Isaac Newton is universally recognized as one of the world’s greatest minds. He discovered the laws of Gravity. Invented calculus and revolutionized the study of optics and astronomy. For hundreds of years after his death students of mathematics and physics hung off his every word. Newton was also a stutterer. He stuttered so badly that when he spoke to Parliament, he would ask for the windows to be closed so the public wouldn’t hear him. Newton was also considered a loner. Some say this was because he was arrogant. But perhaps Newton, like many stutterers, simply shied away from company because he was too embarrassed by his stuttering.
Great minds speak alike.
While Newton may have felt isolated because of his speech, he certainly wasn’t alone. Galileo, who was the first to establish the true positions of the planets, was a stutterer. Charles Darwin, the author of the Theory of Evolution, also struggled with his speech. As did Lewis Carroll, Henry James, King George and Winston Churchill. Perhaps this is evidence that far from being stupid, a stutterer may actually possess above average intelligence. For instance, when most people talk with a stutterer they try to finish the stutterer’s sentence for them. You try finishing this one from Newton:
“If several bodies revolve around a common center, and the centripal force is reciprocally in the duplicate ration of the distance of places from the center; I say, that the principal laterna recta of their orbits is…...........”
With Newton as a spokesperson it’s obvious stuttering doesn’t restrict your thinking. But as an enquiring mind like Newton’s might ask;
Why are such great thinkers men of few words?
In Newton’s day a stutter was completely misunderstood. Many believed it was caused by a lazy tongue. Others swore that a stutterer was possessed by evil spirits. Later theories were just as hard to swallow. They included Oedipal complexes, father issues, sibling rivalries, tongue deformities, suppressed anger and witchcraft. However recent research says stuttering is not the result of an emotional trauma. Or even a bump on the head from an apple.A stutter is simple a physical problem. Just miscues in timing between the brain, speech and breathing mechanisms. When you consider the physics of speech it makes a lot of sense. It takes over 100 muscles to say a single word. The average person says between 120 and 180 words per minute. It’s not surprising that every so often things can go wrong. Of course, an emotional trauma or stress can aggravate a stutter, but it’s certainly not the cause.Unfortunately, in Newton’s time there was little awareness of how a stutter could be treated. One “solution” was to cut off the tip of the stutterer’s tongue. Another tasteful treatment was to make the stutterer eat horseradish until he threw up.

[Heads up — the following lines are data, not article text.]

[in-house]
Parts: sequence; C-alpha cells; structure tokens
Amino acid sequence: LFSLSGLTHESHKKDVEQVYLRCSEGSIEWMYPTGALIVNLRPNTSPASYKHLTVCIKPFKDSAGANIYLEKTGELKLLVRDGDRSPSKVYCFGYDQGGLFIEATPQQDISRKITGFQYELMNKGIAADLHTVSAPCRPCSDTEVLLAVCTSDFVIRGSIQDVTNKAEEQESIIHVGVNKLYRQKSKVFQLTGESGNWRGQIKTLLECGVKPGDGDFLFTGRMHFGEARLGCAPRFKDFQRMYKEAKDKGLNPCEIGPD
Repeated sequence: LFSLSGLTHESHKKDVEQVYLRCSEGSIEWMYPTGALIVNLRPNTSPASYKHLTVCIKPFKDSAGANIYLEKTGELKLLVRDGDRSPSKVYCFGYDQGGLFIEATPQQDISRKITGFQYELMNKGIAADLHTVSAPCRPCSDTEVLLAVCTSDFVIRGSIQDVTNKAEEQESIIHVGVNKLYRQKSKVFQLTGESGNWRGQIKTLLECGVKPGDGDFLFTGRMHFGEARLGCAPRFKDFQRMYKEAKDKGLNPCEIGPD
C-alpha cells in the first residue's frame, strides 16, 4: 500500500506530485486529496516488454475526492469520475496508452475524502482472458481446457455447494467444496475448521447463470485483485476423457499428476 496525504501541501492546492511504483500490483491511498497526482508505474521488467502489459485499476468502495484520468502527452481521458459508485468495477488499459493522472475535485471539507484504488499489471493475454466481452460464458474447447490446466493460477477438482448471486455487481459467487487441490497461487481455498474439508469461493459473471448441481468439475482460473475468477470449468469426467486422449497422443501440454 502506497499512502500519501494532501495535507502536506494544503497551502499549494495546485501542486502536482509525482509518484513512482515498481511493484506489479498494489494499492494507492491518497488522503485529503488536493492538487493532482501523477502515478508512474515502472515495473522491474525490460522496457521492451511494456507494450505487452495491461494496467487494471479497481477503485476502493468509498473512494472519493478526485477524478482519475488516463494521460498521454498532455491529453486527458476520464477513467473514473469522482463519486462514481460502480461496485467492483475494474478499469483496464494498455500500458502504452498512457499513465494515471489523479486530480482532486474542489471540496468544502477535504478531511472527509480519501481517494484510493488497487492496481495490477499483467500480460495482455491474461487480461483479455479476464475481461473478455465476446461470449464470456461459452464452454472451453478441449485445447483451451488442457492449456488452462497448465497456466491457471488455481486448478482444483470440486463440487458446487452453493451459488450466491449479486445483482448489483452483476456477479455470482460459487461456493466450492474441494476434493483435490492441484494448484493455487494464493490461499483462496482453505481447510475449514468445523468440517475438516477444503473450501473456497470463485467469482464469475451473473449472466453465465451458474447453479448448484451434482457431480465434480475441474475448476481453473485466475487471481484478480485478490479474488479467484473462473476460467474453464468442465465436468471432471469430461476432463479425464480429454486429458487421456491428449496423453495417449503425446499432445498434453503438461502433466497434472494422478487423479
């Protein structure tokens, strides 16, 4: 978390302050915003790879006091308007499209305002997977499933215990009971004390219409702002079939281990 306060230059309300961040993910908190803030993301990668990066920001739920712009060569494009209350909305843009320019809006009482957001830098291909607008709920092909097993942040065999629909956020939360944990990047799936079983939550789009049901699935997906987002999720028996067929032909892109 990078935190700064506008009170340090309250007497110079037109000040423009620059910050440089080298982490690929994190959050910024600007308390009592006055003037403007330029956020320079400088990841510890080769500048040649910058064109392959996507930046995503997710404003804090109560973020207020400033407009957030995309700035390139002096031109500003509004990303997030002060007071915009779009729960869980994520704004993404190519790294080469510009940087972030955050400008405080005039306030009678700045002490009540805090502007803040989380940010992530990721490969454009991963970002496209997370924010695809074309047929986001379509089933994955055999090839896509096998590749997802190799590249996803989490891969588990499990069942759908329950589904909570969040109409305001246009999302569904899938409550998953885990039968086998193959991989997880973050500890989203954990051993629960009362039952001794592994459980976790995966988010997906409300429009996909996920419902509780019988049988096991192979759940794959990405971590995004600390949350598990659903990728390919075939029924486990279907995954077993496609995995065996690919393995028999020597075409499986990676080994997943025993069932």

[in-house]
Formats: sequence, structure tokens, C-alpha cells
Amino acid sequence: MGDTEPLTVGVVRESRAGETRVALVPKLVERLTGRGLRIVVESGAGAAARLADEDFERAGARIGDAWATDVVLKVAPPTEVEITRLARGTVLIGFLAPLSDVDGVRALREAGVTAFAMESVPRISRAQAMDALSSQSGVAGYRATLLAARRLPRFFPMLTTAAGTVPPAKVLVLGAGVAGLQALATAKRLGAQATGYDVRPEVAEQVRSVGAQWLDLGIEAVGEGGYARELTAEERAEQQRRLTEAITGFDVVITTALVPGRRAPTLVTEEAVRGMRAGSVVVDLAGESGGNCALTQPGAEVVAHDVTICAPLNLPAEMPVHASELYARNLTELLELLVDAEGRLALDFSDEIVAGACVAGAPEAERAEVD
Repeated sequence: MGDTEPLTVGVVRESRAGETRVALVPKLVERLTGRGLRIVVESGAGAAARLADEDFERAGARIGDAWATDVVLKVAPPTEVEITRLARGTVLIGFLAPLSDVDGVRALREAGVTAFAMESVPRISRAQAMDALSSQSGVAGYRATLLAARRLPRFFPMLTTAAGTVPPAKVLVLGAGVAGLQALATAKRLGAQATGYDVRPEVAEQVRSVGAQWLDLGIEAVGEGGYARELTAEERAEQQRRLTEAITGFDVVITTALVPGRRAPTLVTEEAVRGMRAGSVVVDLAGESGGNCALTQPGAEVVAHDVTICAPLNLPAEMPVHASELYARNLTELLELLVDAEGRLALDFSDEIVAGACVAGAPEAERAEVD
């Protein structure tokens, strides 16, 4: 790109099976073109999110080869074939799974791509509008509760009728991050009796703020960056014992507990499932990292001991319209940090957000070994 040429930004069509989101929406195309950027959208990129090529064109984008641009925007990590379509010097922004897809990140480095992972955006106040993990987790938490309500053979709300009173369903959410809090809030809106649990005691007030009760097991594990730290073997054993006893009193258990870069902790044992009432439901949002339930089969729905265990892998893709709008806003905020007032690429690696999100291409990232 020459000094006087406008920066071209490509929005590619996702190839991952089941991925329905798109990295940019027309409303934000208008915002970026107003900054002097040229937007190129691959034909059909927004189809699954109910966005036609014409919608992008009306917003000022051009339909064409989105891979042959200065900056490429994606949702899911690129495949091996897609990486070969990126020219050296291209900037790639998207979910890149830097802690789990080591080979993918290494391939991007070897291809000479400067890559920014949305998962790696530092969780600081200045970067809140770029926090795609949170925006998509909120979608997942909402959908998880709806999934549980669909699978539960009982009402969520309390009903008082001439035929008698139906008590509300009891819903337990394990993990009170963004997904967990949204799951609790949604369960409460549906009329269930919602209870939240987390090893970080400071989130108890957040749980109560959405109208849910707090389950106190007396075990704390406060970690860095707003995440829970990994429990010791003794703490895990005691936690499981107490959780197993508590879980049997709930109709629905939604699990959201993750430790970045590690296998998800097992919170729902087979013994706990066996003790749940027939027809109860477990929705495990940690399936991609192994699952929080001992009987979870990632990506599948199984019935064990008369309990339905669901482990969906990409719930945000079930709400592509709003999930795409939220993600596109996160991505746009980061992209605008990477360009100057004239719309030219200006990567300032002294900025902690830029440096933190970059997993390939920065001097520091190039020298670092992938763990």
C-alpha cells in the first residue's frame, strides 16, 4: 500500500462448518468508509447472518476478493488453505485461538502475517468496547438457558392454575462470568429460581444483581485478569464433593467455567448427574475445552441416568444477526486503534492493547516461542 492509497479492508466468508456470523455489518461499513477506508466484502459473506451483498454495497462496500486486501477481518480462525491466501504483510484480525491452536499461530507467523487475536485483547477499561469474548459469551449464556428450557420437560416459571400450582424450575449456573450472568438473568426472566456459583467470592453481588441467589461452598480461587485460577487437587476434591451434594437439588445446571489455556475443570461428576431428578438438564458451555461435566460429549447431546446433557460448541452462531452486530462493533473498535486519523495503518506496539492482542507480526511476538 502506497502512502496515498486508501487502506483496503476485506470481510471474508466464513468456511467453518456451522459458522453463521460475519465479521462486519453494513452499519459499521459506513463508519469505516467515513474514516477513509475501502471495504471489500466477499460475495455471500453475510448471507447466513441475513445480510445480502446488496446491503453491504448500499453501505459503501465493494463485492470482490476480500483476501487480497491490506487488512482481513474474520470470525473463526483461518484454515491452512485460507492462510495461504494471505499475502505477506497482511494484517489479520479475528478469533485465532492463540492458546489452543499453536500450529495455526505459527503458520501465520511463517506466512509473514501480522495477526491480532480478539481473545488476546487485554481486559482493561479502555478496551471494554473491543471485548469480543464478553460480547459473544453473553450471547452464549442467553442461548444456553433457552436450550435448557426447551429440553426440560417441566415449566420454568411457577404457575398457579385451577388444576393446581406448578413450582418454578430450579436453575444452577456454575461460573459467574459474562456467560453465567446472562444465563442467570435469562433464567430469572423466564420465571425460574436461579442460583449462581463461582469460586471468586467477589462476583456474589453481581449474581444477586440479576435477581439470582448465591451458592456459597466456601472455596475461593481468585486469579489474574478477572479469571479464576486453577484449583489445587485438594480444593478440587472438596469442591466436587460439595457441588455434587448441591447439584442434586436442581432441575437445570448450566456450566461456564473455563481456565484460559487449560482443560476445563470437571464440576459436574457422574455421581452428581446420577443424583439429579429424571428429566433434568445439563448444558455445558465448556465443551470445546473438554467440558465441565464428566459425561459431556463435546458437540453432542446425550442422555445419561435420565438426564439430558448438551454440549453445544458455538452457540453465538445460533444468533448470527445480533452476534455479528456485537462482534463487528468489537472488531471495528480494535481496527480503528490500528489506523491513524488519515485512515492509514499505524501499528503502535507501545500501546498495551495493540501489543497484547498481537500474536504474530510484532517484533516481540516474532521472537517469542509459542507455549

One discovery Newton would have loved to have made.
Fortunately these days you don’t have to be stuck with your stutter. Or be forced to endure a treatment that does little more than leave a bad taste in your mouth. You can choose to have your stutter treated so that it will virtually disappear. It’s not an instant cure, but it can be done. Most likely the treatment will involve exercises that you will have to do every day. Of course, that’s an example of Newton’s Third Law of Motion: for every action there is an equal and opposite reaction. Do the exercises and the reaction will be irrefutable. You can be speaking with freedom and ease.
If you are a stutterer and would like more details, simply contact; The Stuttering Foundation of America. email@example.comIf you are not a stutterer here are a few hints that may help you when you meet someone that is. Try not to finish a stutterer’s sentence, not matter how frustrating it feels for you. Listen closely so they don’t have to repeat a word or sentence. And if they seem unable to talk, just ask if they would like to write it down. Stutterers are good at writing. After all, they have written the odd piece or two. Like the Laws of Gravity.